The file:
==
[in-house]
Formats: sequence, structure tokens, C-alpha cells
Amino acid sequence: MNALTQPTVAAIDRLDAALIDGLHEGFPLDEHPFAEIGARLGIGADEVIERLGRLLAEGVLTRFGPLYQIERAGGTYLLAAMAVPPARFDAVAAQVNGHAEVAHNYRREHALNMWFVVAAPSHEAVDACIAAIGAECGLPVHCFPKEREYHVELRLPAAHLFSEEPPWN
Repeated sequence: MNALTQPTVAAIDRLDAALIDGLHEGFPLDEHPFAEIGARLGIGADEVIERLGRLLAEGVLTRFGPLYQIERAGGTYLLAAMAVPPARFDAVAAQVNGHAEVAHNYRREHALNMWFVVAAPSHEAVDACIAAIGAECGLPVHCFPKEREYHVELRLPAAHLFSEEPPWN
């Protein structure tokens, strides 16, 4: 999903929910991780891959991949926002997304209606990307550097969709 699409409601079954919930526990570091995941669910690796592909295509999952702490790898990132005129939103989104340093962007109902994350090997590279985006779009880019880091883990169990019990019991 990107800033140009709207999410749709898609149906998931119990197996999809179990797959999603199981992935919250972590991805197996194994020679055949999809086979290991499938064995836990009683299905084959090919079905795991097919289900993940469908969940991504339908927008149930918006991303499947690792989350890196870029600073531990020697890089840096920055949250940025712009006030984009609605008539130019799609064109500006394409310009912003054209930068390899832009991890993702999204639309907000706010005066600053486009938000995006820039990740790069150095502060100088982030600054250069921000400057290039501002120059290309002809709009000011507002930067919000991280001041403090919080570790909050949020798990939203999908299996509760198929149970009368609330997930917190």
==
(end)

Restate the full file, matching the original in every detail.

[in-house]
Formats: sequence, structure tokens, C-alpha cells
Amino acid sequence: MNALTQPTVAAIDRLDAALIDGLHEGFPLDEHPFAEIGARLGIGADEVIERLGRLLAEGVLTRFGPLYQIERAGGTYLLAAMAVPPARFDAVAAQVNGHAEVAHNYRREHALNMWFVVAAPSHEAVDACIAAIGAECGLPVHCFPKEREYHVELRLPAAHLFSEEPPWN
Repeated sequence: MNALTQPTVAAIDRLDAALIDGLHEGFPLDEHPFAEIGARLGIGADEVIERLGRLLAEGVLTRFGPLYQIERAGGTYLLAAMAVPPARFDAVAAQVNGHAEVAHNYRREHALNMWFVVAAPSHEAVDACIAAIGAECGLPVHCFPKEREYHVELRLPAAHLFSEEPPWN
């Protein structure tokens, strides 16, 4: 999903929910991780891959991949926002997304209606990307550097969709 699409409601079954919930526990570091995941669910690796592909295509999952702490790898990132005129939103989104340093962007109902994350090997590279985006779009880019880091883990169990019990019991 990107800033140009709207999410749709898609149906998931119990197996999809179990797959999603199981992935919250972590991805197996194994020679055949999809086979290991499938064995836990009683299905084959090919079905795991097919289900993940469908969940991504339908927008149930918006991303499947690792989350890196870029600073531990020697890089840096920055949250940025712009006030984009609605008539130019799609064109500006394409310009912003054209930068390899832009991890993702999204639309907000706010005066600053486009938000995006820039990740790069150095502060100088982030600054250069921000400057290039501002120059290309002809709009000011507002930067919000991280001041403090919080570790909050949020798990939203999908299996509760198929149970009368609330997930917190």